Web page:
In the previous articles, we have mainly focused on both sides' pawn play. While pieces were also an important part of the process, they mainly acted in accordance with the concrete requirements of the structural modifications. Time has come to talk about the optimal piece trajectories in static positions, where pawns offer only the immobile background for piece play.
In the initial phase of the game, Black has an almost chronic lack of space, meaning that he needs acting with care when developing. The main conflict is between the minor pieces (with the exception of the fianchetto bishop, which has its independent "life"). As in other openings with a white pawn on d5 and a black one on d6 the key square is d7. In principle the most solid development involves ...Nbd7 but this leaves the c8-bishop at least temporarily passive. Alternatively Black can play ...Na6, leaving the h3-c8 diagonal open, but after a later ...Nc7 the knight does not always have an easy life. We witnessed a favorable situation in the game Beliavsky-Portisch from a previous article, but such operations as ...bxa4 followed by ...Nb5 are not always available.
The conclusion is that for Black it would be best to exchange one of his minor pieces, most typically with ...Bg4xf3 or ...Ng4 and Ne5 (any of them). But as we will see below, sometimes it is possible to use concrete details of the position to open horizons for all pieces. In principle White has it simpler as he enjoys considerable space advantage. But a closer look reveals some conflict between his minor pieces, too. The e4-pawn is one of Black's main targets, needing permanent defense. An early f2-f3 implies developing with Nge2, but this causes some problems with thef1-bishop. If Bd3 and Nge2, ...Ne5 may be molesting for instance. Optimally, White would play Nh3-f2, but if Black is accurate enough he would keep the h3-c8 diagonal open until White commits his knight to e2.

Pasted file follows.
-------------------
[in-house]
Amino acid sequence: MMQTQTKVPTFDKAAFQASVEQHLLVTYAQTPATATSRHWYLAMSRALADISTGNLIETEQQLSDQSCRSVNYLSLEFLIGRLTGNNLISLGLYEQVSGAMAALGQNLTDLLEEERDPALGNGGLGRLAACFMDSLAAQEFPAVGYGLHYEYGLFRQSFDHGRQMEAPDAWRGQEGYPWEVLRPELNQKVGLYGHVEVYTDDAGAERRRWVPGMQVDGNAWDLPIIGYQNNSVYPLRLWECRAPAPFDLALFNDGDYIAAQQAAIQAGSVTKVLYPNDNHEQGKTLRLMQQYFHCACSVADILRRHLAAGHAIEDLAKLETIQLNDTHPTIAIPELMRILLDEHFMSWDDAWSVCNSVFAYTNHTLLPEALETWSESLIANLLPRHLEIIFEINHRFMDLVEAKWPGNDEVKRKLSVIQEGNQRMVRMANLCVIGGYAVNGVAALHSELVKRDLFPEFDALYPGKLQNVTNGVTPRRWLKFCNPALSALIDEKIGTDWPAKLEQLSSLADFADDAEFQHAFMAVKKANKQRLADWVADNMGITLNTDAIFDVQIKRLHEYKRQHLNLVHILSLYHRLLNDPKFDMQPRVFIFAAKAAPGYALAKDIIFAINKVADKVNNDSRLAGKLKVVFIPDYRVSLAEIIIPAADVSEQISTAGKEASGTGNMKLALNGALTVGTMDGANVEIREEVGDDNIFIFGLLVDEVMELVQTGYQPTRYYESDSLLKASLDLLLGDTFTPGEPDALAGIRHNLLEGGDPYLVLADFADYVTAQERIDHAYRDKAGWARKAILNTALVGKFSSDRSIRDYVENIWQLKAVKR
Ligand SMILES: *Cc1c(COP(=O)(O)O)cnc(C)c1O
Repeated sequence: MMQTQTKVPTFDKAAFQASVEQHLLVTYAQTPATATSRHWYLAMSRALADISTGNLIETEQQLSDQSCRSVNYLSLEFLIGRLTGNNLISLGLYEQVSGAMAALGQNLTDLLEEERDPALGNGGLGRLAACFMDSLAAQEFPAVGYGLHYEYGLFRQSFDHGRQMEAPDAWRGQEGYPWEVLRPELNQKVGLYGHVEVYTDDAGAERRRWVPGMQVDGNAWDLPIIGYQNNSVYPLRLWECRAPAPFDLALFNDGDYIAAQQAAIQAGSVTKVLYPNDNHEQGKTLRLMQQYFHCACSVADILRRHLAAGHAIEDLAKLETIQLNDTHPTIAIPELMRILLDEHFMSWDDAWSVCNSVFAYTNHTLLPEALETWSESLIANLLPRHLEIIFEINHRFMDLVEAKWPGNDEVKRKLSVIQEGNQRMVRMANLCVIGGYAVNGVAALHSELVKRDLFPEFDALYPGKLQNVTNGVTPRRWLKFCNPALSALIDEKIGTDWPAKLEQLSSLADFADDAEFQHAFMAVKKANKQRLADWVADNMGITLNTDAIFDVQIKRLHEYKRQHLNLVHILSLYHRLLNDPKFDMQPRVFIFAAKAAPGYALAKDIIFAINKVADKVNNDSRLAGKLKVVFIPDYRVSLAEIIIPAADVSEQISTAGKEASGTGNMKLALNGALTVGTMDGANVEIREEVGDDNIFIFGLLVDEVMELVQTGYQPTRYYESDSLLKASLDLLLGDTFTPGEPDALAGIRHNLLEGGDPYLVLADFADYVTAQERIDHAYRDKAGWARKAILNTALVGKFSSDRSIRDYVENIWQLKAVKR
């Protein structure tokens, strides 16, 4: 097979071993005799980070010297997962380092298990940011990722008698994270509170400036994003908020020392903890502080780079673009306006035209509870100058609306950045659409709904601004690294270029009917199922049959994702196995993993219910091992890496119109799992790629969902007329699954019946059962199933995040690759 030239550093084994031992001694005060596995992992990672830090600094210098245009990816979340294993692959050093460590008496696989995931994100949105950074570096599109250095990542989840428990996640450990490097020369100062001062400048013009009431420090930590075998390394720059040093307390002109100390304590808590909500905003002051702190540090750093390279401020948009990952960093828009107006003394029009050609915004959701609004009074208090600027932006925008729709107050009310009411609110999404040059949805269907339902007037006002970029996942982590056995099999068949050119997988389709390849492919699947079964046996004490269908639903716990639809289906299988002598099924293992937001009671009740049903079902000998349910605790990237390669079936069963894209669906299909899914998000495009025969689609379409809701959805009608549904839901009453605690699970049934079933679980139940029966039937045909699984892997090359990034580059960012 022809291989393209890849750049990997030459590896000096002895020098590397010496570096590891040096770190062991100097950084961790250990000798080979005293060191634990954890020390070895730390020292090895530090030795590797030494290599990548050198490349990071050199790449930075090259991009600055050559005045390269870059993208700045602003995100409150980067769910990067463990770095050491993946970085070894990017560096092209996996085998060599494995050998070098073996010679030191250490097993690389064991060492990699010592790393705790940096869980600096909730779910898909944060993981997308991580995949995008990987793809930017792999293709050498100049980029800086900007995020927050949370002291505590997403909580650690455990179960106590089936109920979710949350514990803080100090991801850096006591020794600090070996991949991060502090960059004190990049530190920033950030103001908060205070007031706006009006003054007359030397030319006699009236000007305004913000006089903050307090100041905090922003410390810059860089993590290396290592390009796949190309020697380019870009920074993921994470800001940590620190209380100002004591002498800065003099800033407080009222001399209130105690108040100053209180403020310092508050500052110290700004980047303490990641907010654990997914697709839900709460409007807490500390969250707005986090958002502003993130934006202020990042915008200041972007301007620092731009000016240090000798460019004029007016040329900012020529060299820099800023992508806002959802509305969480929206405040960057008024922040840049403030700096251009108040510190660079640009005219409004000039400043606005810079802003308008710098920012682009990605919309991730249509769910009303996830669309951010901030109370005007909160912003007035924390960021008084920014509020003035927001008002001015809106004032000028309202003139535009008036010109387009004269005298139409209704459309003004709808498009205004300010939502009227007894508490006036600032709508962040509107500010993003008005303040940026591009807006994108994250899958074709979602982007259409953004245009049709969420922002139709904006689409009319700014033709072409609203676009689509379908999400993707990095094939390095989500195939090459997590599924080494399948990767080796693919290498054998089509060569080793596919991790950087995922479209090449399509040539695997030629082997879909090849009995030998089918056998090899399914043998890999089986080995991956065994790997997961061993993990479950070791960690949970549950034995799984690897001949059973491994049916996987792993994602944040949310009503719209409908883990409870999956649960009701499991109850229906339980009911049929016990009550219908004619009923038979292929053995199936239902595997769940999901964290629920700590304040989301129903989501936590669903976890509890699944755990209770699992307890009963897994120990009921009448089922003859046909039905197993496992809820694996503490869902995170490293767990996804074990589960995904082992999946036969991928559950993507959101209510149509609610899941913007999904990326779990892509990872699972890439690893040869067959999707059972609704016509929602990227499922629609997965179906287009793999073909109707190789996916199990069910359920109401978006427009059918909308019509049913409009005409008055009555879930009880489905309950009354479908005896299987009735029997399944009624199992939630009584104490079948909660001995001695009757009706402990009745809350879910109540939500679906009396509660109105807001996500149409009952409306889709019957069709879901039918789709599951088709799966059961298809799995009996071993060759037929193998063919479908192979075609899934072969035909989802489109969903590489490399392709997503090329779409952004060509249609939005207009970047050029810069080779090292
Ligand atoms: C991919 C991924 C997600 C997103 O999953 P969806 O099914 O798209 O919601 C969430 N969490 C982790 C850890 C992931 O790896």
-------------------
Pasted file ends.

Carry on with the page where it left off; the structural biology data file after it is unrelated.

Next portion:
Defending e4 with f2-f3 is not the only solution, of course. White frequently plays Nf3-d2, but this I likely to delay the queenside development by obstructing the c1-bishop. The dream scenario would be Bf4 followed by Nd2, but Black can usually organize his pressure on e4 by one move earlier than White develops his bishop. After clarifying all these abstract aspects we will start examining things more concretely. Since we have mentioned Nd2, it is worth saying that White's dream is stabilizing the knight on c4 (usually with a4-a5). This would paralyze Black's queenside and keep d6 under permanent pressure. As a general observation, piece pressure usually is good enough for helping one of the players stabilizing the position to his favor, but after obtaining an advantage he will most likely have to resort to pawn breaks to make progress. And yet, in the first example, White managed to carry out this plan in pure form, without the contribution of pawns nor allowing Black any shadow of counterplay. But if we understand the game deeper, Black himself weakened his position, fearing the slow and massive kingside pawn attack.